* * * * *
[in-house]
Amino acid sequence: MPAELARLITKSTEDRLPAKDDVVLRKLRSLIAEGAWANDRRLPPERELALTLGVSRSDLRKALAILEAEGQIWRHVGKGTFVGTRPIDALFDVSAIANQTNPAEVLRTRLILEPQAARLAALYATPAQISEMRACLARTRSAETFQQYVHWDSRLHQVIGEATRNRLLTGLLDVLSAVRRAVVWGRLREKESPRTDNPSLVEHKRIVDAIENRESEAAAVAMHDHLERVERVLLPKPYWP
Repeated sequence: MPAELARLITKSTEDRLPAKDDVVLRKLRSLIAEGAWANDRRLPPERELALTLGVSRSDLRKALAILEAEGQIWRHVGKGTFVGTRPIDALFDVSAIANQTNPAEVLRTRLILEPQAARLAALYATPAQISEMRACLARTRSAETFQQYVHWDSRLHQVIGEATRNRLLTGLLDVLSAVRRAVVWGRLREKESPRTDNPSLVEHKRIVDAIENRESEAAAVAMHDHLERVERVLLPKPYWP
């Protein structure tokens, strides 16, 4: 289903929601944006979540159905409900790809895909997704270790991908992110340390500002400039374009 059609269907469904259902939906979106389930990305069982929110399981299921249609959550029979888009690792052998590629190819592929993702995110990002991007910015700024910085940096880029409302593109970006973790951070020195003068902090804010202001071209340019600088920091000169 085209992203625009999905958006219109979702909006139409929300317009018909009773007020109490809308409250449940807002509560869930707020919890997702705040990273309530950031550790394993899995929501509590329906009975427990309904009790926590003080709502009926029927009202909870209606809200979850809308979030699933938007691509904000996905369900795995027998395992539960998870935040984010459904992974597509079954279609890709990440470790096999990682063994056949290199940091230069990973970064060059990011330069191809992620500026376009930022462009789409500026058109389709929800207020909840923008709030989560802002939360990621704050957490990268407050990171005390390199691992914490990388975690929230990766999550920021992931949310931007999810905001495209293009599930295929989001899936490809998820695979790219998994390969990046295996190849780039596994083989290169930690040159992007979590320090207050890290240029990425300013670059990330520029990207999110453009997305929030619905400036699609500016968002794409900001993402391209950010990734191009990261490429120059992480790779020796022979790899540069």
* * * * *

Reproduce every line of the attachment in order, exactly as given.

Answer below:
[in-house]
Amino acid sequence: MPAELARLITKSTEDRLPAKDDVVLRKLRSLIAEGAWANDRRLPPERELALTLGVSRSDLRKALAILEAEGQIWRHVGKGTFVGTRPIDALFDVSAIANQTNPAEVLRTRLILEPQAARLAALYATPAQISEMRACLARTRSAETFQQYVHWDSRLHQVIGEATRNRLLTGLLDVLSAVRRAVVWGRLREKESPRTDNPSLVEHKRIVDAIENRESEAAAVAMHDHLERVERVLLPKPYWP
Repeated sequence: MPAELARLITKSTEDRLPAKDDVVLRKLRSLIAEGAWANDRRLPPERELALTLGVSRSDLRKALAILEAEGQIWRHVGKGTFVGTRPIDALFDVSAIANQTNPAEVLRTRLILEPQAARLAALYATPAQISEMRACLARTRSAETFQQYVHWDSRLHQVIGEATRNRLLTGLLDVLSAVRRAVVWGRLREKESPRTDNPSLVEHKRIVDAIENRESEAAAVAMHDHLERVERVLLPKPYWP
């Protein structure tokens, strides 16, 4: 289903929601944006979540159905409900790809895909997704270790991908992110340390500002400039374009 059609269907469904259902939906979106389930990305069982929110399981299921249609959550029979888009690792052998590629190819592929993702995110990002991007910015700024910085940096880029409302593109970006973790951070020195003068902090804010202001071209340019600088920091000169 085209992203625009999905958006219109979702909006139409929300317009018909009773007020109490809308409250449940807002509560869930707020919890997702705040990273309530950031550790394993899995929501509590329906009975427990309904009790926590003080709502009926029927009202909870209606809200979850809308979030699933938007691509904000996905369900795995027998395992539960998870935040984010459904992974597509079954279609890709990440470790096999990682063994056949290199940091230069990973970064060059990011330069191809992620500026376009930022462009789409500026058109389709929800207020909840923008709030989560802002939360990621704050957490990268407050990171005390390199691992914490990388975690929230990766999550920021992931949310931007999810905001495209293009599930295929989001899936490809998820695979790219998994390969990046295996190849780039596994083989290169930690040159992007979590320090207050890290240029990425300013670059990330520029990207999110453009997305929030619905400036699609500016968002794409900001993402391209950010990734191009990261490429120059992480790779020796022979790899540069």